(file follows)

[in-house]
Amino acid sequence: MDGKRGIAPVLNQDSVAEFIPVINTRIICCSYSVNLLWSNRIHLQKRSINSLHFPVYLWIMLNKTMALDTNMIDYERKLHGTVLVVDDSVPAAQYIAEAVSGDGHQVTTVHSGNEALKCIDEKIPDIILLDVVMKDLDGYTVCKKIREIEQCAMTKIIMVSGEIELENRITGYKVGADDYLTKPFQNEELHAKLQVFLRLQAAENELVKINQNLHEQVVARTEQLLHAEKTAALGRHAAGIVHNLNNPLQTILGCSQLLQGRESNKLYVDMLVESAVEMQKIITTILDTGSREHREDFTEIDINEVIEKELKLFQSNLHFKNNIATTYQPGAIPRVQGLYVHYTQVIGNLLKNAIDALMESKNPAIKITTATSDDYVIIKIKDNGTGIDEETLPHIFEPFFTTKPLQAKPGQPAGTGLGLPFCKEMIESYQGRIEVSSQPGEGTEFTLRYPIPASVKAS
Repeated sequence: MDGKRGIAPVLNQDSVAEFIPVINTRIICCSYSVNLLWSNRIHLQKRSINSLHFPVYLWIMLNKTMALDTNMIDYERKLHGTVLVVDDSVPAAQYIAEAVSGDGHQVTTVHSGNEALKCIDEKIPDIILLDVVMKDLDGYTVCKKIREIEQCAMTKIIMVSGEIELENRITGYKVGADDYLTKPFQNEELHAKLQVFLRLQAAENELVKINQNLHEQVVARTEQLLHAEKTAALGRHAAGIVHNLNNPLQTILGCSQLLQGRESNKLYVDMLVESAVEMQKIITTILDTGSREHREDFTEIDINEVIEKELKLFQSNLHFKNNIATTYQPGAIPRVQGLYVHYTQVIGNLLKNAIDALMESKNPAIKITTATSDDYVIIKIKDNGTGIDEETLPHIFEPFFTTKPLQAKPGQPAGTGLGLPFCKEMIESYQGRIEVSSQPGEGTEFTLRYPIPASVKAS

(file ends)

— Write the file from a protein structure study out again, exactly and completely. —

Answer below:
[in-house]
Amino acid sequence: MDGKRGIAPVLNQDSVAEFIPVINTRIICCSYSVNLLWSNRIHLQKRSINSLHFPVYLWIMLNKTMALDTNMIDYERKLHGTVLVVDDSVPAAQYIAEAVSGDGHQVTTVHSGNEALKCIDEKIPDIILLDVVMKDLDGYTVCKKIREIEQCAMTKIIMVSGEIELENRITGYKVGADDYLTKPFQNEELHAKLQVFLRLQAAENELVKINQNLHEQVVARTEQLLHAEKTAALGRHAAGIVHNLNNPLQTILGCSQLLQGRESNKLYVDMLVESAVEMQKIITTILDTGSREHREDFTEIDINEVIEKELKLFQSNLHFKNNIATTYQPGAIPRVQGLYVHYTQVIGNLLKNAIDALMESKNPAIKITTATSDDYVIIKIKDNGTGIDEETLPHIFEPFFTTKPLQAKPGQPAGTGLGLPFCKEMIESYQGRIEVSSQPGEGTEFTLRYPIPASVKAS
Repeated sequence: MDGKRGIAPVLNQDSVAEFIPVINTRIICCSYSVNLLWSNRIHLQKRSINSLHFPVYLWIMLNKTMALDTNMIDYERKLHGTVLVVDDSVPAAQYIAEAVSGDGHQVTTVHSGNEALKCIDEKIPDIILLDVVMKDLDGYTVCKKIREIEQCAMTKIIMVSGEIELENRITGYKVGADDYLTKPFQNEELHAKLQVFLRLQAAENELVKINQNLHEQVVARTEQLLHAEKTAALGRHAAGIVHNLNNPLQTILGCSQLLQGRESNKLYVDMLVESAVEMQKIITTILDTGSREHREDFTEIDINEVIEKELKLFQSNLHFKNNIATTYQPGAIPRVQGLYVHYTQVIGNLLKNAIDALMESKNPAIKITTATSDDYVIIKIKDNGTGIDEETLPHIFEPFFTTKPLQAKPGQPAGTGLGLPFCKEMIESYQGRIEVSSQPGEGTEFTLRYPIPASVKAS